Latest Kepler Mission Stories
We may not yet be able to assume that intelligent-life exists on other planets, but a team of Australian scientists are confident there are plenty of planets within our galaxy capable of supporting it--hundreds of billions of “Earth-like” planets, in fact.
On Tuesday, researchers working with data from NASA's Kepler space telescope announced the discovery of eight new ‘exoplanets’ located in the Goldilocks zone at the annual meeting of the American Astronomical Society.
Believed to be retired for good after breaking down last year, the Kepler spacecraft has been revived and will be part of a newly-approved NASA mission to seek out new exoplanets while also expanding its role into the realm of astrophysical observations.
WASHINGTON, April 17, 2014 /PRNewswire-USNewswire/ -- Using NASA's Kepler Space Telescope, astronomers have discovered the first Earth-size planet orbiting a star in the "habitable zone" --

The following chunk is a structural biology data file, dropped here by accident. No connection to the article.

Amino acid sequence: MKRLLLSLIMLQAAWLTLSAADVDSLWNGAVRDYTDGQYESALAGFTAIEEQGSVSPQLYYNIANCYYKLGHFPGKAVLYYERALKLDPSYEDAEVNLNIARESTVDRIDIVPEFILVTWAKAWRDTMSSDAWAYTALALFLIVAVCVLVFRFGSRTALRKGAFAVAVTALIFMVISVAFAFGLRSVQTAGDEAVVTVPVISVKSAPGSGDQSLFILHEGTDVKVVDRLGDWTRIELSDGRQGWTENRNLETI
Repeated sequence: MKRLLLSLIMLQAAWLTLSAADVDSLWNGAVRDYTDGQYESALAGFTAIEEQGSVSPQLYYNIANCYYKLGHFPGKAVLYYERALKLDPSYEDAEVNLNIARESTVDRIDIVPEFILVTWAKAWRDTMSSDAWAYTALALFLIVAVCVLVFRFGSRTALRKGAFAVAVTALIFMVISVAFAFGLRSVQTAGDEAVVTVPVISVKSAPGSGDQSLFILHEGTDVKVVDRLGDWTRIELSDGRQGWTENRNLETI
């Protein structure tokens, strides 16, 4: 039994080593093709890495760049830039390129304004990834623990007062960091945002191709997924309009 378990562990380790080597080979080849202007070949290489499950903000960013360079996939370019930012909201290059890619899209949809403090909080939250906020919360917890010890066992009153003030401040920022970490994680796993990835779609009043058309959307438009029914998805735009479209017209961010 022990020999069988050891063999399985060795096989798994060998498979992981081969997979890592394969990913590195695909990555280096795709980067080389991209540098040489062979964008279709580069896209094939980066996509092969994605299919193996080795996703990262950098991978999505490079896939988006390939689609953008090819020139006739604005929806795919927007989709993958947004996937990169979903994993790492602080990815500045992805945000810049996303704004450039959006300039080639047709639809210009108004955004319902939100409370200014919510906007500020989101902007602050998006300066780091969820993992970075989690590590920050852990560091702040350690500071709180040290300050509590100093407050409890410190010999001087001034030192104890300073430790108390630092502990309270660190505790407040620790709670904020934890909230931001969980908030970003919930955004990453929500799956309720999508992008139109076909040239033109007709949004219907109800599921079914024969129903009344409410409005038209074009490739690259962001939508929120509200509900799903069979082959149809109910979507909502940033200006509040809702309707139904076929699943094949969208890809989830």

WASHINGTON, April 15, 2014 /PRNewswire-USNewswire/ -- NASA will host a news teleconference at 2 p.m.
SAO PAULO, March 24, 2014 /PRNewswire/ -- Kepler Weber S.A.
WASHINGTON, Feb. 26, 2014 /PRNewswire-USNewswire/ -- NASA's Kepler mission announced Wednesday the discovery of 715 new planets.
WASHINGTON, Feb. 21, 2014 /PRNewswire-USNewswire/ -- NASA will host a news teleconference at 1 p.m. EST, Wednesday, Feb.
NASA's Kepler space telescope mission will be honored with the National Space Club's preeminent award, the Robert H. Goddard Memorial Trophy, in March.
Kepler's Laws of Planetary Motion -- The astronomer Johannes Kepler's main contribution to astronomy was his three laws of planetary motion. Kepler found these laws empirically by studying extensive observations recorded by Tycho Brahe. He found the first two laws in 1609 and the third one in 1618. Isaac Newton was later able to derive the laws from his laws of motion and gravity, thereby producing strong evidence in favor of Newton's inverse-square gravitational law. Kepler's First...
- Withering but not falling off, as a blossom that persists on a twig after flowering.